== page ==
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Elongate integrated optical components may be conveniently fabricated by forming a suitable pattern on a substrate and then stretching the pattern and substrate to a final desired geometry.
English (United States)
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Optical Components by Fiber Pulling
Elongate integrated optical components may be conveniently fabricated by
forming a suitable pattern on a substrate and then stretching the pattern and
substrate to a final desired geometry.
Many single-mode optical components have extremely large aspect ratios. A
3 dB coupler, for example, consists of two coupled optical waveguides, a few mm
long, separated by a distance of ~ 2 mu m, which must be controlled to typically
one percent. Such stringent requirements are difficult to meet by any but the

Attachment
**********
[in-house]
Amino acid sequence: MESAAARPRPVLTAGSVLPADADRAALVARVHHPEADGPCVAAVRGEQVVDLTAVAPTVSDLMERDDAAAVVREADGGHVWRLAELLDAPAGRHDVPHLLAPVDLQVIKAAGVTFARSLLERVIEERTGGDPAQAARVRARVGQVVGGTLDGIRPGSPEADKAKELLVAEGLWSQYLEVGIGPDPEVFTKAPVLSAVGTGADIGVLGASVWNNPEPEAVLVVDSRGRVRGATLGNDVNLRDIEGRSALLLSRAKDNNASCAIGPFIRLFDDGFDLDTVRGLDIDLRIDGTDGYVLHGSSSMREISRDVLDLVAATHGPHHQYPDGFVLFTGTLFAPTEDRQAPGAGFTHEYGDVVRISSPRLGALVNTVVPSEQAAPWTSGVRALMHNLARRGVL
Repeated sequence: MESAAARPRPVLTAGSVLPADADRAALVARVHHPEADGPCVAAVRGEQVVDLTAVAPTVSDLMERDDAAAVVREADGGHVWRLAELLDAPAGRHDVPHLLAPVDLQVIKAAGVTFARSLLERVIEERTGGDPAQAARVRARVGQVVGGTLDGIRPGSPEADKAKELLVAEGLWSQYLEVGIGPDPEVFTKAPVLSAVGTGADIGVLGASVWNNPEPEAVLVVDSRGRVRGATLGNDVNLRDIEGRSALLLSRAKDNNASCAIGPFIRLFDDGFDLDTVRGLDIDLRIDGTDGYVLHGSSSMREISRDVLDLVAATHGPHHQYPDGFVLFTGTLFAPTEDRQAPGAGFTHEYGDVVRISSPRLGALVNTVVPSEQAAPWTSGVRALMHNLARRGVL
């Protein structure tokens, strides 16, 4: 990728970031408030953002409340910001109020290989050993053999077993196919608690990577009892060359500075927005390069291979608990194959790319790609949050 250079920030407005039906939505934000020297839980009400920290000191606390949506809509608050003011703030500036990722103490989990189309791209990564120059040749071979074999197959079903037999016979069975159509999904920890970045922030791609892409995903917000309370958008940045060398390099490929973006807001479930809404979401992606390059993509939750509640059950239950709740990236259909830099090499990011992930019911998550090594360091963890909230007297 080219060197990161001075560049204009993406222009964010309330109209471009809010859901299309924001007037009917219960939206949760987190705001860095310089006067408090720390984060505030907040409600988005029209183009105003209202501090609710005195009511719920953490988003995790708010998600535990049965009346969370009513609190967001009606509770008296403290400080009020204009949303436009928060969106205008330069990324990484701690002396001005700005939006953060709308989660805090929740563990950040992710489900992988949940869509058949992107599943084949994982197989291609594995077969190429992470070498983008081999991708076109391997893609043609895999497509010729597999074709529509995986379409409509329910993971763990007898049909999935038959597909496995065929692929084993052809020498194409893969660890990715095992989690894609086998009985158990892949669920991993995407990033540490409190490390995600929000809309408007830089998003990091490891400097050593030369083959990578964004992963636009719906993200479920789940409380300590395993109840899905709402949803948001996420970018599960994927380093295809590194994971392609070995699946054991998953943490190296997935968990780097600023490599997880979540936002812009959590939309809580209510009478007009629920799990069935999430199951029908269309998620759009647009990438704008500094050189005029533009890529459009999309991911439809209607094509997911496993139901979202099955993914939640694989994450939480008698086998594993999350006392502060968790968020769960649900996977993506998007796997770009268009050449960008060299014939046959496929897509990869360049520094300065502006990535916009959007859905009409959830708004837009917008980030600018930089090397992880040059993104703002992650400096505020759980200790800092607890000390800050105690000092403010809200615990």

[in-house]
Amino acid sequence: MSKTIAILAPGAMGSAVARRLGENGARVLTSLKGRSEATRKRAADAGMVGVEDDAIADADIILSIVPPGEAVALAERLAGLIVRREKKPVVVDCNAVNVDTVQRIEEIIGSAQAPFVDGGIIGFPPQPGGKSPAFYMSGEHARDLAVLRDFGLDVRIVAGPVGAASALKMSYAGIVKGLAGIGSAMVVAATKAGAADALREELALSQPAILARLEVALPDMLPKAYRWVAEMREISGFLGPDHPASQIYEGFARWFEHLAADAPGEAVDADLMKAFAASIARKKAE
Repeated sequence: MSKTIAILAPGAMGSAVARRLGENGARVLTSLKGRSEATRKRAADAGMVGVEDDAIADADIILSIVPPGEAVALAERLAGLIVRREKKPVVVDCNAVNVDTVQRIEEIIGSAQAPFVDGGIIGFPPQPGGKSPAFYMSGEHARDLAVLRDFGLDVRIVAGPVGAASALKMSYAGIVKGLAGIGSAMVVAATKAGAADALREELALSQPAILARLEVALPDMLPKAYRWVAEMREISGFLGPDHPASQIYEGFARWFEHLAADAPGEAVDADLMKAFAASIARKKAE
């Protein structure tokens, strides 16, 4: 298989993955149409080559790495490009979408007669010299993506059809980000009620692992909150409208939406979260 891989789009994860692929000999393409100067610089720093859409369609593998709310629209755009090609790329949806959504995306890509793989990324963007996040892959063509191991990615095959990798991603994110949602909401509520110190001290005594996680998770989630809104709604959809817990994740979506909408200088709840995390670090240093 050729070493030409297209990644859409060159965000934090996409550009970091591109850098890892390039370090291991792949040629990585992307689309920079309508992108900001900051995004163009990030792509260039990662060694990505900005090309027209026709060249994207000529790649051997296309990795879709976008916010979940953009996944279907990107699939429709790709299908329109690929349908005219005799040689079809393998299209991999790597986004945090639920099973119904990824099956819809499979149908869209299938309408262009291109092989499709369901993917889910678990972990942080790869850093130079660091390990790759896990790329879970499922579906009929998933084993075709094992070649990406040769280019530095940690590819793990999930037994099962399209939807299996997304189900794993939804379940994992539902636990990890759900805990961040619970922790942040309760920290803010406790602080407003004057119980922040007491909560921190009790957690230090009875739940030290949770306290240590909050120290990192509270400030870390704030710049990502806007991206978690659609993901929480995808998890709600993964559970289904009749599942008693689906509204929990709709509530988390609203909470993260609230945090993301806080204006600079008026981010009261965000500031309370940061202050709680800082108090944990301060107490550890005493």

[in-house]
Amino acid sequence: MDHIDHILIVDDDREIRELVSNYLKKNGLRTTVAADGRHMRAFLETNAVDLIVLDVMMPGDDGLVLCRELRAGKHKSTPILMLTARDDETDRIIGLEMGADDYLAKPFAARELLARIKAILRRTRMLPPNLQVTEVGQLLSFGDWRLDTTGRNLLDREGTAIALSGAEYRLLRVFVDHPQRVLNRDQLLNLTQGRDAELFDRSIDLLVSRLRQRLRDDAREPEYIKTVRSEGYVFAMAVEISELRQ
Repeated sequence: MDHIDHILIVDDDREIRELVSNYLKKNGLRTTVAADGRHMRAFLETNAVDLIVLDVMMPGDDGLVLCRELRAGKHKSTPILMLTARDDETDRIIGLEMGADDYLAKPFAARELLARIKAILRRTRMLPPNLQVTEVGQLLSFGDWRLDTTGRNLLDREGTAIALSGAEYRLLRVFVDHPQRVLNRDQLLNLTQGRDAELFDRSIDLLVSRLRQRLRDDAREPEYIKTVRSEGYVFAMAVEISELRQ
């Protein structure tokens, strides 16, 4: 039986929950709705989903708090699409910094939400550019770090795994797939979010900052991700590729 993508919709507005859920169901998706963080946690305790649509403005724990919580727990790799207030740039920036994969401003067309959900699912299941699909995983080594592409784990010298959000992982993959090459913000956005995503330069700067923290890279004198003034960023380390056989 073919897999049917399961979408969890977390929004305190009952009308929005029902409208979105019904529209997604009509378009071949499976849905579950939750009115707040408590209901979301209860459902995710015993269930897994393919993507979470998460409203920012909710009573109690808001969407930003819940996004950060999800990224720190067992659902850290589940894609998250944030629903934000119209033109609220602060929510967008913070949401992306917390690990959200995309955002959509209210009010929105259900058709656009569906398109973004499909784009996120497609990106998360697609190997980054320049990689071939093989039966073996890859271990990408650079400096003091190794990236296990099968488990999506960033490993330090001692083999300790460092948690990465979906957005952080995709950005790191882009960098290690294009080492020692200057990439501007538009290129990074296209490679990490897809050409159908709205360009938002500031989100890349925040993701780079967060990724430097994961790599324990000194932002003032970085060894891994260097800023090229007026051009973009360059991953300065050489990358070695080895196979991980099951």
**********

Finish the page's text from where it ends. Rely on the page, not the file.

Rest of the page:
most sophisticated photolithographic equipment.
I propose to use the anisotropic dimension-changing properties of the glass-
fiber pulling process to form such structures. Typically, an optical fiber is formed
by pulling a heated preform of mm or cm dimensions to a finished size of ~ 100
mu m. As all lateral dimensions are reduced by the factor m, the longitudinal
dimension of the structure is increased by m/2/. This anisotropy is ideal for the
final structures described.
The preform in this case is not a round glass rod, but rather a flat substrate
which is patterned by lithography. The pattern is suitably predistorted to allow for
the lateral contraction of the pattern and the longitudinal extension. The drawing
shows one example. This is a preform for a series of many 3 dB couplers,
hundreds of which may be pulled in a single operation. This is in contrast to
direct lithography, where the large length of the finished devices preclu...